Yemen

For Yemenis on the brink, aid funding gap spells disaster

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Already the world’s worst humanitarian crisis after years of conflict and mass displacement, aid cuts due to lack of funds and arrival of COVID-19 put millions of lives at risk.

By Shadi Abusneida in Sana’a, Yemen | 02 June 2020

Having suffered through more than five years of conflict and displacement in Yemen, including the death of her husband and the destruction of her house, 29-year-old Ahlam had thought until recently that things could not get any worse.

Forced to flee her hometown of Taizz in 2015 by fighting that still rages to this day, she now lives in rented accommodation with her mother and sisters in Ibb governorate to the north, dependent on the humanitarian aid they receive from UNHCR, the UN Refugee Agency, and others.

Then came the arrival of COVID-19, which poses a particularly stark threat to displaced people like Ahlam, given the lack of resources to sustain themselves and guard against infection. With only half of the country’s health facilities currently operational, many of those requiring medical attention would be unable to access it.

“We are afraid.”

“Because of this disease we are afraid, and we sit at home,” Ahlam explained. “We witnessed three funerals last week of people who died suddenly.”

To make matters worse, the assistance that Ahlam and millions of other Yemenis and refugees rely on for their survival is threatened by a critical gap in funding, which has already forced UNHCR to scale back its life-saving cash assistance programme from this month.

Yemen remains the world’s worst humanitarian crisis, with some 24 million people requiring aid and more than 3.6 million people forced to flee their homes. Most displaced people live in unsanitary and overcrowded conditions, making both physical distancing and regular handwashing impossible.

Despite the overwhelming needs of the population, of the total US$211.9 million that UNHCR requires for its operations in 2020, it has so far received just US$63 million, equivalent to 30 per cent of the total.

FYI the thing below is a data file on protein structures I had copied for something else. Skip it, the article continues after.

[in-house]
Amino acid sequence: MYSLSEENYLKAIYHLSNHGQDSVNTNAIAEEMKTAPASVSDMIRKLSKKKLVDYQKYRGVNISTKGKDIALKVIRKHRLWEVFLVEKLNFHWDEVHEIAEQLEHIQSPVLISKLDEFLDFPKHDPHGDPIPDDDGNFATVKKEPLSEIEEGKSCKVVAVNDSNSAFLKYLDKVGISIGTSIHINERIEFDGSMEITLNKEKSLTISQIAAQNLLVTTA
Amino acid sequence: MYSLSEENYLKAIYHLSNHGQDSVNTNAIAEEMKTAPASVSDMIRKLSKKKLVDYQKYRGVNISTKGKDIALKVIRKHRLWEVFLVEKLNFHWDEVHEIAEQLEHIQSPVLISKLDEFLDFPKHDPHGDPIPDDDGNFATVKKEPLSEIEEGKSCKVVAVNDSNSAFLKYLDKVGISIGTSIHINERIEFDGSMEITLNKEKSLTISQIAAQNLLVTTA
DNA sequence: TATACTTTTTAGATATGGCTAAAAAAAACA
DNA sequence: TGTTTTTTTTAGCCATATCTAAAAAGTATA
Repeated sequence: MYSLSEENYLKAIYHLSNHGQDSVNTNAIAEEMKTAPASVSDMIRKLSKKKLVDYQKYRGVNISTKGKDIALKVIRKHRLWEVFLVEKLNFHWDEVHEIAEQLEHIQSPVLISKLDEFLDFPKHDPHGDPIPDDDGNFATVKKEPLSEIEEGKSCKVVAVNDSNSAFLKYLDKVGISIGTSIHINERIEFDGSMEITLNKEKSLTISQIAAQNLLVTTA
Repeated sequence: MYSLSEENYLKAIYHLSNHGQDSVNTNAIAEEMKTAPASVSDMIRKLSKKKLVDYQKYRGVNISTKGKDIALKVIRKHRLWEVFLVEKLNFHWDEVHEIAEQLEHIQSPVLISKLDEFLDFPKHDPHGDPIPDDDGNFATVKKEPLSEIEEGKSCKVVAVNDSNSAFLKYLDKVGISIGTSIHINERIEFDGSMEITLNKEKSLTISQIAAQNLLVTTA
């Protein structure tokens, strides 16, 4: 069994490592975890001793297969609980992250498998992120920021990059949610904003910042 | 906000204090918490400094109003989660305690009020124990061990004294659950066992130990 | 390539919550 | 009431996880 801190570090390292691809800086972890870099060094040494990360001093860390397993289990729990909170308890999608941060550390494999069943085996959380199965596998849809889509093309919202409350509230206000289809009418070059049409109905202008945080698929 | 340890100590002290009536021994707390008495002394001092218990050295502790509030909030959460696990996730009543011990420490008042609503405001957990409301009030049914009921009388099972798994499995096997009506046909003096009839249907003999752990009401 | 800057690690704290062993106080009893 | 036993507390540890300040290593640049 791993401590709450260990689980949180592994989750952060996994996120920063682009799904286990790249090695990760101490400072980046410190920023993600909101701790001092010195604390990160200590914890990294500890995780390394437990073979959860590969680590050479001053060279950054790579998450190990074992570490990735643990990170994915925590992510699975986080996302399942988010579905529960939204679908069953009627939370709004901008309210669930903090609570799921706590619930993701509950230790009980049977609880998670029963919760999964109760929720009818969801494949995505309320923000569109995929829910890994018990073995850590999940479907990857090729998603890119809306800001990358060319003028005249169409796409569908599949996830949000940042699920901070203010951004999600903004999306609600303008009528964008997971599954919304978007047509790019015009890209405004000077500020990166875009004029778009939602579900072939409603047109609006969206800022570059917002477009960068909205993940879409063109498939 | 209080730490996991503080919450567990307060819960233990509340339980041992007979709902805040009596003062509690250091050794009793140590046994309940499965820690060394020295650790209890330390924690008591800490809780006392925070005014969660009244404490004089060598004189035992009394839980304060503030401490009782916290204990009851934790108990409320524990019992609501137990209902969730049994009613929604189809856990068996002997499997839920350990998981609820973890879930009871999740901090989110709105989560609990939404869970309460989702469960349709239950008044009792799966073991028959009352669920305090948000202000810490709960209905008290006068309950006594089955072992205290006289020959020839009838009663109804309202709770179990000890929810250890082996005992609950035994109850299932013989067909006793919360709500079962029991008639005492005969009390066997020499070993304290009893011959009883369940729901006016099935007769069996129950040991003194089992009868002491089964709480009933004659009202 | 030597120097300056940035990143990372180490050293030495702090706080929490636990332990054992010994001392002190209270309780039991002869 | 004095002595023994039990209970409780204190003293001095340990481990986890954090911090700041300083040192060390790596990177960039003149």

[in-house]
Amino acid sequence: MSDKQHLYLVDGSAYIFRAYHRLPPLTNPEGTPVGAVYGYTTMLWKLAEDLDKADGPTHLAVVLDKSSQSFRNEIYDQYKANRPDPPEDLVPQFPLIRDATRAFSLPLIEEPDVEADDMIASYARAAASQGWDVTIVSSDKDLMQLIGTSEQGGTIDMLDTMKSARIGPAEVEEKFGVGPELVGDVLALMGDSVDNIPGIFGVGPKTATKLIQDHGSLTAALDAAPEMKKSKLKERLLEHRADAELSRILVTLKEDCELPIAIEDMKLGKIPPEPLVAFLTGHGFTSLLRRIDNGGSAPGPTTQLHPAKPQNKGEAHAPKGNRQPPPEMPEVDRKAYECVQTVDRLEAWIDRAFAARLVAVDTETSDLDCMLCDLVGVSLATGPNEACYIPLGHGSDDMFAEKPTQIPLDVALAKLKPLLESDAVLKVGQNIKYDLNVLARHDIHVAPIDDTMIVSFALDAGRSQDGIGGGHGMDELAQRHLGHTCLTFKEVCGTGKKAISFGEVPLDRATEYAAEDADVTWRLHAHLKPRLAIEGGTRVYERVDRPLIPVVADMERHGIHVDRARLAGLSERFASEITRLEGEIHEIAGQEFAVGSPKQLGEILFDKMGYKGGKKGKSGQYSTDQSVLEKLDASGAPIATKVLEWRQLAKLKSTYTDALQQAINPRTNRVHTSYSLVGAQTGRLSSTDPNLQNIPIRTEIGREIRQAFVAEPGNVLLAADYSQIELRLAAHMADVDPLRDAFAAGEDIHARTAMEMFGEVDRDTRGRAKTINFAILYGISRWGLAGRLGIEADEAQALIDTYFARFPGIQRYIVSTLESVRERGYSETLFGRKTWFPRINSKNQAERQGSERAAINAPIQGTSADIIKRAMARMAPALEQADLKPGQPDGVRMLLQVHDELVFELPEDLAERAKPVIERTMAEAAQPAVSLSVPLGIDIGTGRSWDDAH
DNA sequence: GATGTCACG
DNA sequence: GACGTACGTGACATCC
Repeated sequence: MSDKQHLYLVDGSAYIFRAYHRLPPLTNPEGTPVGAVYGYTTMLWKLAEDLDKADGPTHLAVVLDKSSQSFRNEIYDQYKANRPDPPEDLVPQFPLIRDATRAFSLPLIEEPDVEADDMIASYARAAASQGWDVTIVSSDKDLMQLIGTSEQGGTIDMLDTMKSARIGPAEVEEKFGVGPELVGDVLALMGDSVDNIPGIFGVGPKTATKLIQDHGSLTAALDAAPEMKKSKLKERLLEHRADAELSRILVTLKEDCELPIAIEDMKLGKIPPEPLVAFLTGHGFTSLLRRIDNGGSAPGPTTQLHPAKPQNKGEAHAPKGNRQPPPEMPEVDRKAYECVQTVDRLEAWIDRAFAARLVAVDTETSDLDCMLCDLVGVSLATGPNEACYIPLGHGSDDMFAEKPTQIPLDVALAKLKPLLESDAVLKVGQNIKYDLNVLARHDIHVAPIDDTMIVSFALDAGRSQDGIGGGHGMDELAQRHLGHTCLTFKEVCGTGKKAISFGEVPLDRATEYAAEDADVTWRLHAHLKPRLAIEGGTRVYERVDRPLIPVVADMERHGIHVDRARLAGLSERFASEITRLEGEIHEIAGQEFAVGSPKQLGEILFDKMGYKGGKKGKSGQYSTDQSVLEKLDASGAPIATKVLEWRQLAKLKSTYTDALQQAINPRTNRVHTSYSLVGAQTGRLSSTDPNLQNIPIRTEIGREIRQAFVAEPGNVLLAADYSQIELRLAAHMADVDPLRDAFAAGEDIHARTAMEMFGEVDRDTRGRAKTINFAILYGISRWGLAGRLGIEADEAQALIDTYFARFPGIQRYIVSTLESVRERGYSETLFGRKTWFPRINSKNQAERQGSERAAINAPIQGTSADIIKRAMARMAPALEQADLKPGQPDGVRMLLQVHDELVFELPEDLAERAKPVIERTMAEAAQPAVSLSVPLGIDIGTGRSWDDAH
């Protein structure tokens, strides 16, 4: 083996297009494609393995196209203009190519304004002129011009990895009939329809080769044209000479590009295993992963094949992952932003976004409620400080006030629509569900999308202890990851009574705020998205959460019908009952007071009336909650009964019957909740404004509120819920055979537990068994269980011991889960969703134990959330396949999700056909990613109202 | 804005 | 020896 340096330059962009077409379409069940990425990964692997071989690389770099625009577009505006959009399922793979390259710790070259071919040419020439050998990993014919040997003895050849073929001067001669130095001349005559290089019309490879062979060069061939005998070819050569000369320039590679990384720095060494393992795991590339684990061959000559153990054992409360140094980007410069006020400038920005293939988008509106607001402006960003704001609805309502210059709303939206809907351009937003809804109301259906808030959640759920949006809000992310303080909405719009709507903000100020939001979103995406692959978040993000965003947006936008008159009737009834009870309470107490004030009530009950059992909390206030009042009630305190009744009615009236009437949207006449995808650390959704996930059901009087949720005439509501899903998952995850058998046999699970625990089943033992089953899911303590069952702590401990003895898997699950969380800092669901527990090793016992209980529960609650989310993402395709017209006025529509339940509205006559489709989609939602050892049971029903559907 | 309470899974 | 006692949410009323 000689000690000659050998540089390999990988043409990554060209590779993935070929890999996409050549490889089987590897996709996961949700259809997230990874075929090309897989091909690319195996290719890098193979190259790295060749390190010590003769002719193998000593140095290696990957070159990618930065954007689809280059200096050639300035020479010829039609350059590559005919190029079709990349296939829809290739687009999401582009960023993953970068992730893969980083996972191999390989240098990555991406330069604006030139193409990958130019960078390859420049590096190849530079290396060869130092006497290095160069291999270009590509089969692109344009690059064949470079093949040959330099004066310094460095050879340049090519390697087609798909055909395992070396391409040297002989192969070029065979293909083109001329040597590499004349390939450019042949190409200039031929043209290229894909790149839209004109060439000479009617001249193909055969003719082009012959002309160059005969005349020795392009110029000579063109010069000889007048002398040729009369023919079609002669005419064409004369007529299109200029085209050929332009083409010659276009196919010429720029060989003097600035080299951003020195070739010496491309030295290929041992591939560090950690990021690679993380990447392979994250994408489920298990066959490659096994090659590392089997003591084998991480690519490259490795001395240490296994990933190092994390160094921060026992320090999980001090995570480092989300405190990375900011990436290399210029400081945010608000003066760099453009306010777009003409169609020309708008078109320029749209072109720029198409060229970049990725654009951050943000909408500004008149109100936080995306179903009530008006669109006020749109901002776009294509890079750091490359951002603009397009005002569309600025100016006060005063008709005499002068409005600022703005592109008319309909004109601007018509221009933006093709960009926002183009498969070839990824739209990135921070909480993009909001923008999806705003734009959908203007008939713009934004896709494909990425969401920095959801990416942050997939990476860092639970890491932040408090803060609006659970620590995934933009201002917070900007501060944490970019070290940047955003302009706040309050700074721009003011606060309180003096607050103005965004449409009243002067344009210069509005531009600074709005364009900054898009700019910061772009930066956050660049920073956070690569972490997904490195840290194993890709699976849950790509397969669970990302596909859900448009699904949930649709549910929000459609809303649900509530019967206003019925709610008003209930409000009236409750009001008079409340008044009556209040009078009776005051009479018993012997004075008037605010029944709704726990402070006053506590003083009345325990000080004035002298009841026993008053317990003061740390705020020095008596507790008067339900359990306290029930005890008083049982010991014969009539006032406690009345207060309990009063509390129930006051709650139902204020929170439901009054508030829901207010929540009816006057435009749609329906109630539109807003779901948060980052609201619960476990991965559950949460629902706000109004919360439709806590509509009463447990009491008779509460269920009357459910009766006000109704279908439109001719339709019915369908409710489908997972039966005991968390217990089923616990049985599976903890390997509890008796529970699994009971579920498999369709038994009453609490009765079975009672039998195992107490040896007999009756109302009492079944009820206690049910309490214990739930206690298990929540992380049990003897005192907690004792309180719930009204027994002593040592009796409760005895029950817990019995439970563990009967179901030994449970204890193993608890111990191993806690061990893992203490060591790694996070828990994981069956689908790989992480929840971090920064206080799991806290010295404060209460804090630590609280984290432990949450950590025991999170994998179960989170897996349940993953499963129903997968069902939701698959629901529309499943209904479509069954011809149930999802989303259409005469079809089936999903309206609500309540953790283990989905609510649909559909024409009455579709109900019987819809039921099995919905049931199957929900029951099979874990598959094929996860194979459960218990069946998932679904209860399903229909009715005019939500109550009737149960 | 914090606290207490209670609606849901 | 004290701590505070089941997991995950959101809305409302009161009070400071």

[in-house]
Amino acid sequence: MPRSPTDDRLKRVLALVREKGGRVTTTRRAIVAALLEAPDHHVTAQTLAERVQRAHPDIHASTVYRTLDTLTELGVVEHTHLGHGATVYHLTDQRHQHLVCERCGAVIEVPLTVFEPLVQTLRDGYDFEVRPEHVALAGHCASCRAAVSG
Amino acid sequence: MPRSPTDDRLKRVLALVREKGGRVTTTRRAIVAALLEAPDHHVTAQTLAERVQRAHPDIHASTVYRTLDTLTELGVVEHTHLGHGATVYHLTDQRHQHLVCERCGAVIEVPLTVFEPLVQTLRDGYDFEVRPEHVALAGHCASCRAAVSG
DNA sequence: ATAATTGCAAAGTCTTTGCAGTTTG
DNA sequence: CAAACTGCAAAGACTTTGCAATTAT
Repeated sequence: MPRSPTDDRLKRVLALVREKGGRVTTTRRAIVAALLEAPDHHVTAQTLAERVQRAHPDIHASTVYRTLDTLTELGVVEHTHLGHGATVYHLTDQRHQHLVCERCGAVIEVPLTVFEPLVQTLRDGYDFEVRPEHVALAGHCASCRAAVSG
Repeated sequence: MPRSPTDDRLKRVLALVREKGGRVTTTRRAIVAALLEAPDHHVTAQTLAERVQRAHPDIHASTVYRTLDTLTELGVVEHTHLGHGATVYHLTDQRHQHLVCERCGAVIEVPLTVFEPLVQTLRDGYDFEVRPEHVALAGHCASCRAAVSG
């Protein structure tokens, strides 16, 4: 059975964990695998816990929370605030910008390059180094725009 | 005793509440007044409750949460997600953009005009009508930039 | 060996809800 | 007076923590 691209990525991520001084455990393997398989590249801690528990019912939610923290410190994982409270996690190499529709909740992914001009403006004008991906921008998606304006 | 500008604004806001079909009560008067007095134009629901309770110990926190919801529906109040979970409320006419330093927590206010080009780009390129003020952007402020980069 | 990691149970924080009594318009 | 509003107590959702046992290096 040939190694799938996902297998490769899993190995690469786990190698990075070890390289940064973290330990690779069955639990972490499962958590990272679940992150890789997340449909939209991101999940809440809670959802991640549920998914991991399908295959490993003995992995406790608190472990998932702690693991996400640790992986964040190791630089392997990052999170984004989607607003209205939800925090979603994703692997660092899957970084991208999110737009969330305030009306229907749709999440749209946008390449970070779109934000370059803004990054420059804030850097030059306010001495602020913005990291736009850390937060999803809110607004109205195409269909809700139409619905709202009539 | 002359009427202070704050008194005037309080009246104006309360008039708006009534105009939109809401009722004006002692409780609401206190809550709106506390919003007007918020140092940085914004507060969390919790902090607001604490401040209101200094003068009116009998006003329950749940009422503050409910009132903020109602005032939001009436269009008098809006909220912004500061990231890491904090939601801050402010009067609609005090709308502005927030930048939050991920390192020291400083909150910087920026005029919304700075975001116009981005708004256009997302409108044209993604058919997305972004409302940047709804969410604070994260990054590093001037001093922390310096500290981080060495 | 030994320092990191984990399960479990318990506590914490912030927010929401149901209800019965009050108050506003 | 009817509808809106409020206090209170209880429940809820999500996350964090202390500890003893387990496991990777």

Without an urgent increase in funding of at least US$89.4 million, UNHCR would have no option but to withdraw further critical support to hundreds of thousands of vulnerable displaced Yemenis and refugees, including mattresses, blankets, and emergency shelter, meaning people would be forced to sleep out in the open.

“Abandoning Yemen now is not an option.”

Ahead of a pledging conference for Yemen hosted by the UN and the Kingdom of Saudi Arabia on 2 June, the heads of 17 UN agencies and NGOs last week warned that many Yemenis are “running out of time” and called on the international community to donate generously and promptly to humanitarian operations.

“UNHCR and its partners are ready to stay and deliver in Yemen, but for this to happen we need additional funds now,” said UNHCR Representative in Yemen Jean-Nicolas Beuze.

“Through our cash programme, we can make a difference in the lives of millions of Yemenis at a time when they need us most. Nobody is safe from COVID-19 without everyone being safe, and abandoning Yemen now is not an option,” he added.

The consequences of a reduction in assistance for Ahlam and her family would be disastrous, she said, including the very real threat of losing the roof over their heads, which they only managed to secure thanks to their most recent UNHCR cash payment.

“This money saved us from eviction,” Ahlam explained. “The landlord wanted to get us out of the house, but we paid for two months’ rent and the rest of the money we used to buy food, because we did not have anything in our home.”

It is familiar story for displaced Yemenis in Ibb governorate and across the war-torn country. Omar fled his home in the western coastal governorate of Al Hudaydah with his wife and three children after their home was damaged during conflict that also injured a number of his neighbours.

“We depend on humanitarian assistance.”

After settling in Ibb governorate, Omar and his family are now entirely reliant on the assistance they receive to get by, with work almost impossible to find in an economy close to collapse.

“We depend on humanitarian assistance. because there aren’t any jobs,” Omar said. “Without the money we received, how can we live? We left our homes and families, we have no one here.”

If UNHCR and others are forced to withdraw their support, Omar said he would be forced to risk his health during the current pandemic to try to feed his family, or face the prospect of starvation.

“Our situation would be very bad. I would have to go out to find any job, even if there are risks of diseases. I will not let them go hungry.”